Menu

Essay

The American Voice: Judyism

In the opening moments of the show, an actress who introduces herself as “Time,” stuffed into a scrappy-glamorous, beautifully ornate hourglass dress, her head trapped inside a cuckoo clock, rails against the play we’re about to see: a love story between Bride and Groom that culminates in a wedding. “INSTITUTIONALIZED NARRATIVE!” Time cries, “This is not something to enjoy. It is ugly. Plastic. Is a plastic deck chair fun? No! It is tacky! This is the most base, poorly crafted, pulled together at the last minute, ready for mass consumption, demonstrative, manipulative, repetitive, oversexed, histrionic, reductive piece of crap known to mankind… Now I, we, are forced to play stock characters.”  

If you saw Taylor Mac’s The Lily’s Revenge (2009), this image is surely stamped in your brain. An audacious, five-hour extravaganza, this game-changing, genre-hopping event follows the story of a flower—the Lily, played by Mac—who falls in love with the play’s blushing bride.  Forbidden to pursue this union, the Lily embarks on a journey to dismantle theatrical norms, hijacking the story in hopes of creating a new narrative. As an event itself, Mac’s play fulfills the Lily’s quest, defying the ways we expect plays to behave, smashing Elizabethan verse drama and Japanese Noh together with ballet and the American musical to create something wholly new. Uprooting itself from the pot it’s been planted in, the Lily takes centerstage: “From now on it’s my story,” the flower pronounces. “All mine.”

You can’t really take stock of Taylor Mac’s work without considering the influence of Theatre of the Ridiculous, particularly Charles Ludlam, whose ghost seems to loom gaily over each entry. Fusing the modernist avant-garde with camp, commedia, and drag, Ludlam’s work is a self-conscious mix of high (literary) and low (pop) culture; a pastiche of classical influences repurposed to form a kind of anarchic, flamboyant pageantry that—emerging at a watershed moment for gay lib—became the first canonized queer theater movement in the U.S. But as he devoted himself to experimentation, recycling cultural detritus into a form that was immediate and utterly new, Ludlam’s aim went beyond just re-making theater; he aimed to re-direct our cultural imagination. Growing up on Long Island at a time when being gay meant being an outcast, he was now a man without a closet, and through his work he hoped to liberate his audiences from the old paradigm, to equalize us by reimagining the stories we tell.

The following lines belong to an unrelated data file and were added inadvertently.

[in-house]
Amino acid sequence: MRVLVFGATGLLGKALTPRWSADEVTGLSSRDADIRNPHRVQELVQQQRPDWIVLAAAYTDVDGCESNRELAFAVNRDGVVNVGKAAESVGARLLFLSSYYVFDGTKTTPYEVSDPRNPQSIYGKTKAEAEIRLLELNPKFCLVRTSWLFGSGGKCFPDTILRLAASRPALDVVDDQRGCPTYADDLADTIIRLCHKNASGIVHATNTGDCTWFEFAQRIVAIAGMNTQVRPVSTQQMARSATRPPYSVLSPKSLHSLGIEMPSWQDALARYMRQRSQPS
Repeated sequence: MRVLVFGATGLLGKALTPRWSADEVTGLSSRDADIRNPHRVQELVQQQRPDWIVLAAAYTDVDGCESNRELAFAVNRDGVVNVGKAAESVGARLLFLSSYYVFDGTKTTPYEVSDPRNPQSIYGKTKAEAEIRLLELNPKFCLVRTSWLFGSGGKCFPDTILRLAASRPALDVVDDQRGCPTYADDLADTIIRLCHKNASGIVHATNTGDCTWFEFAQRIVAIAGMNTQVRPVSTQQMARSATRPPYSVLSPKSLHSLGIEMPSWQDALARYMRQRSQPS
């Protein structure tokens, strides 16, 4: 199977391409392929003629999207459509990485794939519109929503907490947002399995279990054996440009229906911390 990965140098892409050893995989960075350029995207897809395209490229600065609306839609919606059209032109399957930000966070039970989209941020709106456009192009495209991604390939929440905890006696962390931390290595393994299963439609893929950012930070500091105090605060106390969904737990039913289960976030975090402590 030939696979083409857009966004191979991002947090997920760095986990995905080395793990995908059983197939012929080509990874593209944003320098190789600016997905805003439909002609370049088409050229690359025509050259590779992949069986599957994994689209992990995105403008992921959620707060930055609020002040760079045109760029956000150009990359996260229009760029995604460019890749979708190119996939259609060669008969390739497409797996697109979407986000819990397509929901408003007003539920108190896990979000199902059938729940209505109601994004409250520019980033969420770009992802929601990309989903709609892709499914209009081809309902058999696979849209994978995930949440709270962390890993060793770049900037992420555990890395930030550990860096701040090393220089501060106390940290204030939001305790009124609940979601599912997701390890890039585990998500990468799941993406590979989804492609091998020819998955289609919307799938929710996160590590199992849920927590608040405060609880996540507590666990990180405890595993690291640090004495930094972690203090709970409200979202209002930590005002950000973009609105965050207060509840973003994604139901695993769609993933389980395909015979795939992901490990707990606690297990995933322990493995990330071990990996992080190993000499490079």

For Mac, though, the entire notion of gender seems irrelevant, non-binary, an entirely fluid concept; his gender pronoun of choice, waggishly, is “judy.”

Yes, Mac stands on the shoulders of the Ridiculous, resurrecting their glittery dime-store aesthetic and humanistic vision, but only to broaden and transfigure the form into a richer, more radical instrument of satire and social commentary. Ludlam’s drag, for example, was a collage of iconic women, creating hyperbolized, “gender-fuck” interpretations of (most famously) Camille or Maria Callas, aimed to dismantle our notions of masculinity and femininity; and his version of Bluebeard (1970) reimagines that creepy anti-hero as a mad scientist hell-bent on creating a third gender which combines both sexes. For Mac, though, the entire notion of gender seems irrelevant, non-binary, an entirely fluid concept; his gender pronoun of choice, waggishly, is “judy.” Judy’s characters are wholly original inventions, and the drag is omnisexual, unhinged by any notion of gender. (Pointedly, the Lily is a flower, neither male nor female.) Driven instead by the sharp cultural criticism at work in the writing, judy’s drag fuses glamorous and grotesque, reflecting both the materialistic, established culture under attack and also the disfiguration it causes.